By Matt Waymeyer

When reading Scripture, the tendency of many Christians is to think in terms of what this verse means to me. What the Bible means to a given individual, however, is completely irrelevant, for the true meaning of Scripture is found not in the subjective impression of the contemporary reader but rather in the specific intention of the original author. For this reason, we often speak of “authorial intent” as the goal of Bible interpretation.

But this only raises a further question: exactly whose intent are we seeking to ascertain? The intent of the human author or the intent of the divine author? Or is it possible that there is actually no tangible difference between the two? Herein lies one of the key issues in the field of hermeneutics today—the question of whether the human intention and divine intention of Scripture are one and the same.

A Closer Look at a Difficult Passage

Some interpreters point to 1 Peter 1:10 as evidence of a sharp distinction between of the human and divine intention of OT prophecy. In this passage, the apostle Peter writes:

(10) As to this salvation, the prophets who prophesied of the grace that would come to you made careful searches and inquiries, (11) seeking to know what person or time the Spirit of Christ within them was indicating as He predicted the sufferings of Christ and the glories to follow. (12) It was revealed to them that they were not serving themselves, but you, in these things which now have been announced to you through those who preached the gospel to you by the Holy Spirit sent from heaven—things into which angels long to look.

According to this view, 1 Peter 1:10-12 teaches that the OT prophets did not understand the meaning of their own prophecies. For this reason, it is said, the human and divine intent of Scripture cannot be regarded as one and the same.

At issue here is perspicuity of the Old Testament. The term “perspicuity” refers to the overall clarity of God’s Word in which the meaning of Scripture was basically clear and comprehensible to its original audience. Some interpreters effectively deny the perspicuity of the Old Testament by insisting that its true meaning could only be understood hundreds of years later in light of the New Testament. This was the conviction of George Eldon Ladd, who insisted that “the New Testament frequently interprets Old Testament prophecies in a way not suggested by the Old Testament context.”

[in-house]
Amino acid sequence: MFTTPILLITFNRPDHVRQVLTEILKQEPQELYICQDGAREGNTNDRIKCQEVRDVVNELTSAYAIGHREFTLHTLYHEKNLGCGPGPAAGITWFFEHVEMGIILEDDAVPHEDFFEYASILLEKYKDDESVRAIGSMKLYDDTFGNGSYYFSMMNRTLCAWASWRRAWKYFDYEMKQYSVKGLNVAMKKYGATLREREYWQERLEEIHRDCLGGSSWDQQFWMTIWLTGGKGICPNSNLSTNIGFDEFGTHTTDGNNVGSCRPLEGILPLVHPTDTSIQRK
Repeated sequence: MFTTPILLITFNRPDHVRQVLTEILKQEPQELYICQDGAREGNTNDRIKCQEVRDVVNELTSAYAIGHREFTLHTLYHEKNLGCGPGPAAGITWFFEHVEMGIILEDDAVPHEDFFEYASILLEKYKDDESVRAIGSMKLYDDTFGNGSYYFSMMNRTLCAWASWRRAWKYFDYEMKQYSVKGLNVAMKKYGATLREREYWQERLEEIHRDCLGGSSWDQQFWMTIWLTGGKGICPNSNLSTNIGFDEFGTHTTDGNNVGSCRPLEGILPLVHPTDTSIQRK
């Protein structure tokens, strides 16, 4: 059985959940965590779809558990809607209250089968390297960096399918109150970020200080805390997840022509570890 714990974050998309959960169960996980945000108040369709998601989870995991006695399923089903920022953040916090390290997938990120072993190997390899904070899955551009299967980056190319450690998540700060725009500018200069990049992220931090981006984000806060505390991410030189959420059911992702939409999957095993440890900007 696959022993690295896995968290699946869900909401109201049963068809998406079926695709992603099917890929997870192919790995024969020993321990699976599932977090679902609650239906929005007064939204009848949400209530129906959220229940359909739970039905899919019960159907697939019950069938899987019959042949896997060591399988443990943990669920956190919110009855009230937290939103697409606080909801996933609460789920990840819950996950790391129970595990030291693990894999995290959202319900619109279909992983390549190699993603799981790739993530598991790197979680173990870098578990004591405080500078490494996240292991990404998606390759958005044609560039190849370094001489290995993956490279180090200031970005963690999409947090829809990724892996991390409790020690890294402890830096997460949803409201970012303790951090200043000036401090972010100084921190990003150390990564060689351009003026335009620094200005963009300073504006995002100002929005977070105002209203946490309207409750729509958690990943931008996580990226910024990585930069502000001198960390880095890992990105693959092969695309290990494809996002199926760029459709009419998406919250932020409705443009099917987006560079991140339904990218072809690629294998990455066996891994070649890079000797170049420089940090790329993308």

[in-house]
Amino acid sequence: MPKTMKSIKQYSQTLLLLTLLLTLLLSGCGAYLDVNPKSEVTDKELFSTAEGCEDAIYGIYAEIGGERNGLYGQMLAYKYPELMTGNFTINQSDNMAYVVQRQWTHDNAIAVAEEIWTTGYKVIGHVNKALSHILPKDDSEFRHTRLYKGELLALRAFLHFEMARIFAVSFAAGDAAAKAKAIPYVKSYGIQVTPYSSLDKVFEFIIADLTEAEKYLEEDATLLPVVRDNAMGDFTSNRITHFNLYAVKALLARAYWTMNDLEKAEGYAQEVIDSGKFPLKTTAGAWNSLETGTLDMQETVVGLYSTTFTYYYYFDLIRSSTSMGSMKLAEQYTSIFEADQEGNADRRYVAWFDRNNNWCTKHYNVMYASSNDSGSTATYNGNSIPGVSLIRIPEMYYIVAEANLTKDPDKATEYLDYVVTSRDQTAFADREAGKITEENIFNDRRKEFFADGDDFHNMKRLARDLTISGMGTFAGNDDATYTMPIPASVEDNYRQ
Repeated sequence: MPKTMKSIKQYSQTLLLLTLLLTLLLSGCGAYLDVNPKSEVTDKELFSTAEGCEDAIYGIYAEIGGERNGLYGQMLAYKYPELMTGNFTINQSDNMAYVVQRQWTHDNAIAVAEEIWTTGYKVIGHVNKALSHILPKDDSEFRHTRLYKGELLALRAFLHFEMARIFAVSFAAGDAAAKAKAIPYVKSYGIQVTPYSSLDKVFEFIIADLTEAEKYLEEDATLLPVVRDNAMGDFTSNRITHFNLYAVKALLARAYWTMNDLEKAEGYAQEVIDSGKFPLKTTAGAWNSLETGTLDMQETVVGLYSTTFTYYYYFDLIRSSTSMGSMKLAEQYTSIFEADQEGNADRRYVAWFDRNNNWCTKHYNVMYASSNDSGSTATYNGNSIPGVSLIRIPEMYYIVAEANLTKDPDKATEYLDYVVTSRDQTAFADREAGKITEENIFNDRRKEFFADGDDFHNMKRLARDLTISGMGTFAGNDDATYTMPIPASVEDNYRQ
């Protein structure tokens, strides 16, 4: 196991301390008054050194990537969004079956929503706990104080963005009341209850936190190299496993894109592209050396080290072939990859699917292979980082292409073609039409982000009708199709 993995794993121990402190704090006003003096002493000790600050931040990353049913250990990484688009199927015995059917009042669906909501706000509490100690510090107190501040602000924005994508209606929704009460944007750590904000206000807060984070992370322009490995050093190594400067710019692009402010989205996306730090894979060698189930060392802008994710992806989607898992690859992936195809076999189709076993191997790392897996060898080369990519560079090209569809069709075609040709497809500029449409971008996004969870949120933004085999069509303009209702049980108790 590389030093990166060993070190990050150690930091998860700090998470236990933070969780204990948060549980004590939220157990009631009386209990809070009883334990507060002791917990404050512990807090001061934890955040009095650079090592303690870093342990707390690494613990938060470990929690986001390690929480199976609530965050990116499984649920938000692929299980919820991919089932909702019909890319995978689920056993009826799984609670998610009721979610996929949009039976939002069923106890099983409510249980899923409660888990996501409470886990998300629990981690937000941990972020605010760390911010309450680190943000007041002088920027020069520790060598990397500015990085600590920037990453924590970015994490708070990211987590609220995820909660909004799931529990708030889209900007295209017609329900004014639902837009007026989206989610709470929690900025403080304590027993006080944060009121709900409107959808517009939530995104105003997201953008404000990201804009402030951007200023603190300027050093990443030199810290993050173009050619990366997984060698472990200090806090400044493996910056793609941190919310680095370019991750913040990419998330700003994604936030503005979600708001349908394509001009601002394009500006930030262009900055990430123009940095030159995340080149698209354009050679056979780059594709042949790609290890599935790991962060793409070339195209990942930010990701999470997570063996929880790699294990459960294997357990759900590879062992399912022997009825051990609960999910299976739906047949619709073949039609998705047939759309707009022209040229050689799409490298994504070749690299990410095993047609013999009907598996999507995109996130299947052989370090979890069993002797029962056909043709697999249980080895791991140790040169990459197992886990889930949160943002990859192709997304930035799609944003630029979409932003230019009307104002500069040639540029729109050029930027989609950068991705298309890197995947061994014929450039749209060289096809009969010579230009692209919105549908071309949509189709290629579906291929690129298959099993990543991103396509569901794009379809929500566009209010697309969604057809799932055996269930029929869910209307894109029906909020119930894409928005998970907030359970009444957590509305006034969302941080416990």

Many who embrace this view refer to this as the sensus plenior of the Old Testament. Sensus plenior means “fuller sense,” and it refers to an additional, deeper meaning of an OT passage which was (a) intended by God, (b) not intended or understood by the human author, (c) not understood by the original audience, and (d) not known to exist until it was discerned and revealed by the NT writer. According to the sensus plenior view, the Holy Spirit embedded a hidden meaning in the OT passage even though the original human author and audience were completely unaware of it, and the NT citations of the OT often bring out this fuller meaning. If 1 Peter 1:10-12 teaches that the OT prophets were unaware of the meaning of their prophecies, it would seem to provide biblical justification for this view.

On the contrary, the ignorance of the OT prophets as described in 1 Peter 1:10-12 has been greatly overstated. As Walt Kaiser observes, 1 Peter 1:10-12 “decisively affirms that the prophets spoke knowingly on five rather precise topics: 1) the Messiah, 2) his sufferings, 3) his glory, 4) the sequence of events (for example, suffering was followed by the Messiah’s glorification), and 5) that the salvation announced in those pre-Christian days was not limited to the prophets’ audiences, but it also included the readers of Peter’s day (v. 12).” In other words, what the prophets unsuccessfully strived to understand was not the meaning of their prophecies but rather the identity of the Messiah and the time of His coming.